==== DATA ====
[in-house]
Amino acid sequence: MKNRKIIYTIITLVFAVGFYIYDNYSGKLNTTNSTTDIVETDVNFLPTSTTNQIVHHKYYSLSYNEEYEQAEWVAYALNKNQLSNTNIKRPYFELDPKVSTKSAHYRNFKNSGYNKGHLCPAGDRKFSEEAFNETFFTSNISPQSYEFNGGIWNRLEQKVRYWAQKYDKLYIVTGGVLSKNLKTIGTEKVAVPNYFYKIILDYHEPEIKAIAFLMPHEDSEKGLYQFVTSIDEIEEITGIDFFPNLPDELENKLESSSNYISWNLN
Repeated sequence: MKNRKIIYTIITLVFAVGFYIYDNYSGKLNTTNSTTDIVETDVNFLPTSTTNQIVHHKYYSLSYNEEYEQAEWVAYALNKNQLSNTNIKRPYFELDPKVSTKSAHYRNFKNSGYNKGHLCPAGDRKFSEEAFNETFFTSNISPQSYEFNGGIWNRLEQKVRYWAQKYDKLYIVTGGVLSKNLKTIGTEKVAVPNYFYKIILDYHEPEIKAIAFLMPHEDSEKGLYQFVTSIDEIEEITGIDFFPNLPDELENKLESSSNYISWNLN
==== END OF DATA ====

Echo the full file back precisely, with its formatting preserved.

[in-house]
Amino acid sequence: MKNRKIIYTIITLVFAVGFYIYDNYSGKLNTTNSTTDIVETDVNFLPTSTTNQIVHHKYYSLSYNEEYEQAEWVAYALNKNQLSNTNIKRPYFELDPKVSTKSAHYRNFKNSGYNKGHLCPAGDRKFSEEAFNETFFTSNISPQSYEFNGGIWNRLEQKVRYWAQKYDKLYIVTGGVLSKNLKTIGTEKVAVPNYFYKIILDYHEPEIKAIAFLMPHEDSEKGLYQFVTSIDEIEEITGIDFFPNLPDELENKLESSSNYISWNLN
Repeated sequence: MKNRKIIYTIITLVFAVGFYIYDNYSGKLNTTNSTTDIVETDVNFLPTSTTNQIVHHKYYSLSYNEEYEQAEWVAYALNKNQLSNTNIKRPYFELDPKVSTKSAHYRNFKNSGYNKGHLCPAGDRKFSEEAFNETFFTSNISPQSYEFNGGIWNRLEQKVRYWAQKYDKLYIVTGGVLSKNLKTIGTEKVAVPNYFYKIILDYHEPEIKAIAFLMPHEDSEKGLYQFVTSIDEIEEITGIDFFPNLPDELENKLESSSNYISWNLN